Fashion 16218471c49ae8a5dbdd5e34efdb6fc7
The hidden meaning behind the color purple

Everything is coming up Ultra Violet! So says Pantone, the color trend forecasting company, which declared the blue-purple hue ‘Color of the Year‘ for 2018.

The company announced its winner Thursday in a press release that deemed the shade “dramatically provocative” and “thoughtful.”

Leatrice Eiseman, Executive Director of the Pantone Color Institute, said, “We are living in a time that requires inventiveness and imagination. It is this kind of creative inspiration that is indigenous to PANTONE 18-3838 Ultra Violet, a blue-based purple that takes our awareness and potential to a higher level. From exploring new technologies and the greater galaxy, to artistic expression and spiritual reflection, intuitive Ultra Violet lights the way to what is yet to come.”

Past winners have included “Greenery,” a yellow-green blend, “Serenity and Rose Quartz,” a creamy pink-and-lavender, and Marsala, an “earthy wine red.” According to the New York Times, the laborious selection process involves sending 10 people on a global trek to unearth “color signals” in various industries such as food, auto, and clothing.

Prince, Jimi Hendrix, and David Bowie all loved purple. (Photos: Getty Images)

Ultra Violet is purple’s sassy sister — the brand says the color is mystical, spiritual, and was revolutionized by musicians Prince, Jimi Hendrix, and David Bowie. And ever-present in fashion and beauty trends such as ombre hair and so-called “It” superfoods like acai.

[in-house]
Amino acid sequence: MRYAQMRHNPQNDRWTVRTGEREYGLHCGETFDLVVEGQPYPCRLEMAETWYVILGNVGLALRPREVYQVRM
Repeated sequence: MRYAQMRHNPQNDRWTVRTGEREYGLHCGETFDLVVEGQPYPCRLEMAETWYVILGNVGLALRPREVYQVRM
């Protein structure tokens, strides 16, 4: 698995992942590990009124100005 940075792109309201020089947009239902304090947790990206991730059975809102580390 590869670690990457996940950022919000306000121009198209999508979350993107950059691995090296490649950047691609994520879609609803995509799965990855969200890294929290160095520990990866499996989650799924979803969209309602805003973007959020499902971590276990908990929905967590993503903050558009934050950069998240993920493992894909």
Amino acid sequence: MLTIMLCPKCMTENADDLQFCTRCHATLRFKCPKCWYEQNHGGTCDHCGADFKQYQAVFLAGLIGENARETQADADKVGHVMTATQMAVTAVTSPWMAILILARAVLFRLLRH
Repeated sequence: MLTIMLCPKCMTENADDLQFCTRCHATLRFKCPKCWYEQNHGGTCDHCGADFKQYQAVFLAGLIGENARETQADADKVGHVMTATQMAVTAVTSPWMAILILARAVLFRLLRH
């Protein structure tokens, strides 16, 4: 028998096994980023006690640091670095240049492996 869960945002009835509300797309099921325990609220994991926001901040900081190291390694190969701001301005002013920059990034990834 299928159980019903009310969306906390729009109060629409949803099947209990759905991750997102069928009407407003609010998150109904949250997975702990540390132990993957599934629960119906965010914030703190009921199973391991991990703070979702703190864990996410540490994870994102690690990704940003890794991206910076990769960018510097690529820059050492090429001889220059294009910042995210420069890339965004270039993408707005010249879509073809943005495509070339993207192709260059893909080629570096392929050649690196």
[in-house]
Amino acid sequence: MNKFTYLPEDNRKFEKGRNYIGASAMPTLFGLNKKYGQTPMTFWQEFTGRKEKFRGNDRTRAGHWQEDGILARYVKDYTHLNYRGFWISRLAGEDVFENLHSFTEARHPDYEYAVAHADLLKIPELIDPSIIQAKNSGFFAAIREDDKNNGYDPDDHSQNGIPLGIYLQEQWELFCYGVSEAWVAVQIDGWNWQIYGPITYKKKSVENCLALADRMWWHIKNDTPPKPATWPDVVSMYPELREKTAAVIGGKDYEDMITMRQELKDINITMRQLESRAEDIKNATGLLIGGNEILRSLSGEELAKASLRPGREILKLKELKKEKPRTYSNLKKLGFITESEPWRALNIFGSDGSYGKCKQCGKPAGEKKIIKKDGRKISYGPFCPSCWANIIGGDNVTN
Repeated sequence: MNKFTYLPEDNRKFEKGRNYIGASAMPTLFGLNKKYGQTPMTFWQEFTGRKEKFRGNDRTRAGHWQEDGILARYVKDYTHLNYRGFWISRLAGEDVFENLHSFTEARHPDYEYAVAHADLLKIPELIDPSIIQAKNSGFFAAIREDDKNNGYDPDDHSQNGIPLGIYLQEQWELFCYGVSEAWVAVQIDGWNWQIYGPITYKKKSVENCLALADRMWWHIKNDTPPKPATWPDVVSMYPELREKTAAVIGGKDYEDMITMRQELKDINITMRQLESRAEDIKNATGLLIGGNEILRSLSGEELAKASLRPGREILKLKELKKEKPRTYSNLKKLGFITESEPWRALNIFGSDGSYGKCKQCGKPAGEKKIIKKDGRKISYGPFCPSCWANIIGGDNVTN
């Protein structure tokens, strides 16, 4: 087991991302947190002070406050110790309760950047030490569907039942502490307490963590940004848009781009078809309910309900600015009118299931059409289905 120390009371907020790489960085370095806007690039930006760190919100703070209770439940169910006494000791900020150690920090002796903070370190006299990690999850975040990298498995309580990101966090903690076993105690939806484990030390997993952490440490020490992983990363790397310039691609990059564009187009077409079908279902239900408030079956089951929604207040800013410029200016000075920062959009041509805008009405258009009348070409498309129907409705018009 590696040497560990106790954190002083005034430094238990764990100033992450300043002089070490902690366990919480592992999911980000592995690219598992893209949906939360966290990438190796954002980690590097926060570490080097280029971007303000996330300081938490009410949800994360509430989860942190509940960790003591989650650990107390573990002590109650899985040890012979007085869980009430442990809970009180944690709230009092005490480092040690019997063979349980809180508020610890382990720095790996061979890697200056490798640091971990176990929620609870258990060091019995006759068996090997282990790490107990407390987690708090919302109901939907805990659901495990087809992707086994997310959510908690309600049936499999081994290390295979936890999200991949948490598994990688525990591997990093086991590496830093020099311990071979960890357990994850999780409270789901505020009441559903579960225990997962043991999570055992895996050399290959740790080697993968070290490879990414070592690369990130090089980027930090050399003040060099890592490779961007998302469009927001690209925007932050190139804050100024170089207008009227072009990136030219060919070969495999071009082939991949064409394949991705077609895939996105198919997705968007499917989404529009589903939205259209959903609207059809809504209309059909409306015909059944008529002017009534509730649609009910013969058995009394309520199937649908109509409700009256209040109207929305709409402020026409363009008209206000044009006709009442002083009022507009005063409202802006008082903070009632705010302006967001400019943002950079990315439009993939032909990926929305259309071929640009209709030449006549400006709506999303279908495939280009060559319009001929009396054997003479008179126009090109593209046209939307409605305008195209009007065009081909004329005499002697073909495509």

However, purple isn’t just a cultural whim — the color dates back to around 600 – 530 BC when the Persian king Cyrus ruled the Near East and wore a purple tunic, according to History, and Roman Emperors banned citizens from wearing the color, imposing a death penalty on law-breakers.

The website also reports that the color (then called “Tyrian” purple) was created by cracking the shell of snails and exposing their mucus to sunlight until it turned bright purple. Since producers had to crack 250,000 snails for just one ounce of dye, it wasn’t exactly accessible.

It was only until 1856 when a teenage chemistry student in Britain named William Henry Perkin accidentally discovered synthetic purple, per the Guardian, that it went mainstream in the market.

The color remains a favorite among the royal family — Queen Elizabeth, Prince William, and Kate Middleton have all been spotted sporting the hue.

Kate Middleton, Prince William, and their two children Prince George and Princess Charlotte, in shades of purple. (Photo: Getty Images)

In American politics, the color denotes bipartisan unity, due to the shade produced by mixing red (the color of the Republican party) and blue (of Democrats). In November 2016, after Hillary Clinton lost the presidential election, she gave an emotional concession speech wearing a bold purple blouse to match husband Bill Clinton’s tie.

Hillary and Bill Clinton both wore purple as a sign of unity after the presidential election. (Photo: Getty Images)

The color is also referred to as “suffragette purple,” since it’s included on the flag of the National Women’s Party, along with white and gold. The party was instrumental in the passing of the 19th Amendment which granted women the right to vote.

“Purple is not a timeless color so it’s not a go-to for everyone,” Cris Pearlstein, stylist, and founder of How Do You Fashion, tells Yahoo Lifestyle.

To experiment, start small. “Bring it to your face with accessories like scarves, earrings, or knit hats to gauge how they look against your eye, hair, and skin color,” she says. Otherwise, if you’re still not sure, try it on your shoes, handbag, wallet, or even phone case.

“Fashion is now so accessible,” says Pearlstein, “that if you’re remotely interested in purple, there’s no reason to not jump on the trend.”

Related Post